HP unveils an entire fleet of ZBooks powered by eighth-gen Core CPUs

Over the last few days, we've covered tons of gaming laptops built around Intel's latest eighth-generation Core processors, but business and productivity machines are getting those new chips, too. To wit, HP has updated its ZBook mobile workstations and ZBook Studio portables with new Core and Xeon CPUs to go along with high-resolution displays and Nvidia Quadro graphics cards.

HP's ZBook17 G5

The ZBook 15 G5 and ZBook 17 G5 share most of their specifications. Their biggest difference comes down to the ZBook 15's 15.6" display against the ZBook 17's 17.3-incher. Both portable workstations are offered with the buyer's choice from four-core Intel Core i5-8300H or Core i5-8400H chips, six-shooter Core i7-8750H or i7-8850H silicon, or six-core Xeon E-2176M or E-2186M CPUs.

The processors lord over up to 64 GB of memory installed in four DDR4 SO-DIMM slots. There's support for ECC RAM depending on the choice of CPU, too. The ZBook 15 G5 has room for two M.2 storage devices and a 2.5" hard drive. HP didn't say how many drives would fit in the larger model, but it did say the maximum storage capacity of the ZBook 15 G5 is 6 TB and that the ZBook 17 can tote as much as 10 TB inside its chassis. The bigger model adds an optical drive that can read Blu-Ray discs on top of that.

The PC maker approaches graphics and displays with a shotgun approach. Intel IGPs, various Nvidia P-series Quadros, and Radeon FirePro cards on the options list. The ZBook 17's base display is a rather-disappointing 1600×900 unit, but there are 1920×1080 and 3840×2160 panels available at extra charge. The ZBook 15 starts out with a 220 cd/m² 1920×1080 screen, but brighter units at the same resolution and 3840×2160 panels are on the options list. Users can attach displays or external graphics boxes using the pair of Titan Ridge-powered Thunderbolt 3 (TB3) ports.

HP ZBook 15v

HP says the ZBook 15v is an all-new machine designed for engineering students and small businesses that need high performance and compatibility with existing applications at a low cost. Compared to the G5 ZBooks, the 15v has the same list of optional processors minus the top-drawer Xeon E-2186M. The number of memory slots drops to two, and memory capacity also falls to 32 GB. The only discrete graphics card available for the 15v is the Nvidia Quadro P600. The storage selection is also more in line with what one finds in a standard laptop, with a single M.2 slot and one 2.5" bay. One TB3 port survives the chainsaw surgery that makes a 15v from a full-fat ZBook 15.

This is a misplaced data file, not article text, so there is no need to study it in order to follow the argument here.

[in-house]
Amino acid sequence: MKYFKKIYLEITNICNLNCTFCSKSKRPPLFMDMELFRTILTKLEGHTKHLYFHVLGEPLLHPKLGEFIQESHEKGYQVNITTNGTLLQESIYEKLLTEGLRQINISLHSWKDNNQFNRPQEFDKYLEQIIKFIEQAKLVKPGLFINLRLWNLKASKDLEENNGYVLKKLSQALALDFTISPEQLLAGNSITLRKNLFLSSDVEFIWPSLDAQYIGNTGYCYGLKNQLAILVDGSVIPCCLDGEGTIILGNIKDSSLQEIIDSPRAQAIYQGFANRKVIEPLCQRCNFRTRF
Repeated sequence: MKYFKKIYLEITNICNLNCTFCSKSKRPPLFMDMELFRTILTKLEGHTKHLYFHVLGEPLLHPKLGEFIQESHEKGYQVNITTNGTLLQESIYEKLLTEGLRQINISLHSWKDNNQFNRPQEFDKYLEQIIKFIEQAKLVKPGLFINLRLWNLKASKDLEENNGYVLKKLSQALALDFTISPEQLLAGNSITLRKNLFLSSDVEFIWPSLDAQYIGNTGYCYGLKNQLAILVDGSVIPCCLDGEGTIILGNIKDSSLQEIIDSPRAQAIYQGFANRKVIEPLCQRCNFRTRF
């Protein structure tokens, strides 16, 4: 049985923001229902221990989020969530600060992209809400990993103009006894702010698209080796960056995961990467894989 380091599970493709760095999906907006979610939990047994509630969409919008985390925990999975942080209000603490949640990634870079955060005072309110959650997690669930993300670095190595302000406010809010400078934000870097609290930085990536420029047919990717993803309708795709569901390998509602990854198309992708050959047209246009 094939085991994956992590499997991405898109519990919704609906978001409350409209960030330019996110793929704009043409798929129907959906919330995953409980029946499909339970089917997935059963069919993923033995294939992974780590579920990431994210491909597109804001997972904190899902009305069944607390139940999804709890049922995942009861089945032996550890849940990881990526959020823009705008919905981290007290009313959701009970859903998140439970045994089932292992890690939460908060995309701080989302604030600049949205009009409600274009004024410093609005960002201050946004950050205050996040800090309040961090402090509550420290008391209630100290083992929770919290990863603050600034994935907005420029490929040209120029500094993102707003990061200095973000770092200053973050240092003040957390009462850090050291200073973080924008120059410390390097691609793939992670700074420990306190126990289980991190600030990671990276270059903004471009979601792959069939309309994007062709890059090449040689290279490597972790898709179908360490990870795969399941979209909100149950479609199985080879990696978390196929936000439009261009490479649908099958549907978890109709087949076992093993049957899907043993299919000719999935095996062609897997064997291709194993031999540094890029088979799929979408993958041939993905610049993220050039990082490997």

HP ZBook x360 G5

The ZBook Studio and ZBook Studio x360 are a pair of systems with extra-flexible hinges and slimmer profiles than the bruising ZBook G5 pair. Processor options are every bit as burly, again running the gamut from Core i5 to Xeon E-2186 vPro. The CPUs get to munch bits from a memory buffet as large as 32 GB. The x360 variant only has room for a single M.2 storage device, but the regular ZBook Studio can also swallow a 2.5" device. Multiple grades of 1920×1080 and 3840×2160 touchscreen displays are available on both models. The big difference between the pair of machines is the x360's ability to bring the screen around all the way into tablet mode. Graphics options are limited to Intel IGPs and Nvidia Quadro P1000 cards. If those options don't push pixels hard enough, the machines each have two TB3 ports for attaching an external graphics dock.

HP ZBook x2 G4

Last on the list is the ZBook x2 G4 detachable workstation, a machine that takes a Surface Book-style form factor and fleshes it out with optional Nvidia Quadro M620 graphics, an optional Intel Core i7-8650U processor, and up to 32 GB of 2133 MT/s DDR4 memory. The machine's 16:9 aspect ratio, double-45° corners, and rather-tubby 3.64-lb (1.7 kg) weight in tablet mode also separate it from the Surface Book. At least some of that weight belongs to a 70-Wh battery with a claimed 10-hour life away from a wall outlet. A variety of SSDs from 128 GB M.2 SATA all the way up to 2 TB NVMe are on offer. Expansion and peripheral connectivity are available by way of a single TB3 port, a pair of USB 3.1 Type-C connectors, a single USB 3.0 Type-A jack, and an HDMI output.

HP ZBook family